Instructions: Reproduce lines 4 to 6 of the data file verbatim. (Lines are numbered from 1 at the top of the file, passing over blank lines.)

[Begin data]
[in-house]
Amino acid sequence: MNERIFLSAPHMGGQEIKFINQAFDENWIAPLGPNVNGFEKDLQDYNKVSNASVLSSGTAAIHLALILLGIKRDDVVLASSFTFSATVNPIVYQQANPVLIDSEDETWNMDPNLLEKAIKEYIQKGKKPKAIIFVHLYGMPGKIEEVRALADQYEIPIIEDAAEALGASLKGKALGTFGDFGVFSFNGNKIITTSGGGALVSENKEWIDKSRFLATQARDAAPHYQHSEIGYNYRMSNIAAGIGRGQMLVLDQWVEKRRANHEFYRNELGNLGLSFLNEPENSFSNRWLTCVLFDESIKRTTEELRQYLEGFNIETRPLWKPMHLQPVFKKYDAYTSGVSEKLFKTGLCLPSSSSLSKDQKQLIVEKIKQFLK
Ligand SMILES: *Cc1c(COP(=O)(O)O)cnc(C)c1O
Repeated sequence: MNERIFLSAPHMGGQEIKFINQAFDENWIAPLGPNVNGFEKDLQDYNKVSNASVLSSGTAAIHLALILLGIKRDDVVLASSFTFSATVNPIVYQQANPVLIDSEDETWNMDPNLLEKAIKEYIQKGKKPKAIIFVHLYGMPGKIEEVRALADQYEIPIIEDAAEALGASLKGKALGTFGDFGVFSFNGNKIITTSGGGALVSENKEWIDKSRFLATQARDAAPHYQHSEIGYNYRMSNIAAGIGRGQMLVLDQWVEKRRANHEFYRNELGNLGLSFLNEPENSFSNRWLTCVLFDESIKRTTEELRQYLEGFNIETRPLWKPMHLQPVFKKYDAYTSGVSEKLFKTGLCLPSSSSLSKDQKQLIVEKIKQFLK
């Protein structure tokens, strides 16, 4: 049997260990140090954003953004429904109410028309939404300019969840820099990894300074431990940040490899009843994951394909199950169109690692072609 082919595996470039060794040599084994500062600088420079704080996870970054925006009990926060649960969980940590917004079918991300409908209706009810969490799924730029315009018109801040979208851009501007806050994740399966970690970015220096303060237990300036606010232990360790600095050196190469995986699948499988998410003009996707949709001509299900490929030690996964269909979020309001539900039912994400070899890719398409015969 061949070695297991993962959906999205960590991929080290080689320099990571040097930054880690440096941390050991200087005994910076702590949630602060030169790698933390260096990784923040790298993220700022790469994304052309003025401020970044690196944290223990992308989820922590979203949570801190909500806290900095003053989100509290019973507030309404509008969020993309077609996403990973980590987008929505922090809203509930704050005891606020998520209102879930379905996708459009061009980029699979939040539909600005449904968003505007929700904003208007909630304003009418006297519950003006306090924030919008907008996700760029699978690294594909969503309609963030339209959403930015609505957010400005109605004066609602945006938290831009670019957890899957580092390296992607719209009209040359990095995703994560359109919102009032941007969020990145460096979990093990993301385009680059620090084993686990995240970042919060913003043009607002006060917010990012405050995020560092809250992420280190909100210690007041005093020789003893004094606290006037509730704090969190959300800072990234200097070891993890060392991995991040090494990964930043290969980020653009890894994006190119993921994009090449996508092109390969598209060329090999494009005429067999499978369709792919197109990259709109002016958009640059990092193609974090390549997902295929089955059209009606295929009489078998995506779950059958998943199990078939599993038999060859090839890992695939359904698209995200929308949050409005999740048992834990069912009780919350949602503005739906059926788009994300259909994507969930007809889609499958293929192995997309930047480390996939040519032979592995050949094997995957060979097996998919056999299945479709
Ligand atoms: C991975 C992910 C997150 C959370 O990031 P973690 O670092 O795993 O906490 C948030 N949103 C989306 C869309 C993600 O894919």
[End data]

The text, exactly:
Repeated sequence: MNERIFLSAPHMGGQEIKFINQAFDENWIAPLGPNVNGFEKDLQDYNKVSNASVLSSGTAAIHLALILLGIKRDDVVLASSFTFSATVNPIVYQQANPVLIDSEDETWNMDPNLLEKAIKEYIQKGKKPKAIIFVHLYGMPGKIEEVRALADQYEIPIIEDAAEALGASLKGKALGTFGDFGVFSFNGNKIITTSGGGALVSENKEWIDKSRFLATQARDAAPHYQHSEIGYNYRMSNIAAGIGRGQMLVLDQWVEKRRANHEFYRNELGNLGLSFLNEPENSFSNRWLTCVLFDESIKRTTEELRQYLEGFNIETRPLWKPMHLQPVFKKYDAYTSGVSEKLFKTGLCLPSSSSLSKDQKQLIVEKIKQFLK
């Protein structure tokens, strides 16, 4: 049997260990140090954003953004429904109410028309939404300019969840820099990894300074431990940040490899009843994951394909199950169109690692072609 082919595996470039060794040599084994500062600088420079704080996870970054925006009990926060649960969980940590917004079918991300409908209706009810969490799924730029315009018109801040979208851009501007806050994740399966970690970015220096303060237990300036606010232990360790600095050196190469995986699948499988998410003009996707949709001509299900490929030690996964269909979020309001539900039912994400070899890719398409015969 061949070695297991993962959906999205960590991929080290080689320099990571040097930054880690440096941390050991200087005994910076702590949630602060030169790698933390260096990784923040790298993220700022790469994304052309003025401020970044690196944290223990992308989820922590979203949570801190909500806290900095003053989100509290019973507030309404509008969020993309077609996403990973980590987008929505922090809203509930704050005891606020998520209102879930379905996708459009061009980029699979939040539909600005449904968003505007929700904003208007909630304003009418006297519950003006306090924030919008907008996700760029699978690294594909969503309609963030339209959403930015609505957010400005109605004066609602945006938290831009670019957890899957580092390296992607719209009209040359990095995703994560359109919102009032941007969020990145460096979990093990993301385009680059620090084993686990995240970042919060913003043009607002006060917010990012405050995020560092809250992420280190909100210690007041005093020789003893004094606290006037509730704090969190959300800072990234200097070891993890060392991995991040090494990964930043290969980020653009890894994006190119993921994009090449996508092109390969598209060329090999494009005429067999499978369709792919197109990259709109002016958009640059990092193609974090390549997902295929089955059209009606295929009489078998995506779950059958998943199990078939599993038999060859090839890992695939359904698209995200929308949050409005999740048992834990069912009780919350949602503005739906059926788009994300259909994507969930007809889609499958293929192995997309930047480390996939040519032979592995050949094997995957060979097996998919056999299945479709
Ligand atoms: C991975 C992910 C997150 C959370 O990031 P973690 O670092 O795993 O906490 C948030 N949103 C989306 C869309 C993600 O894919």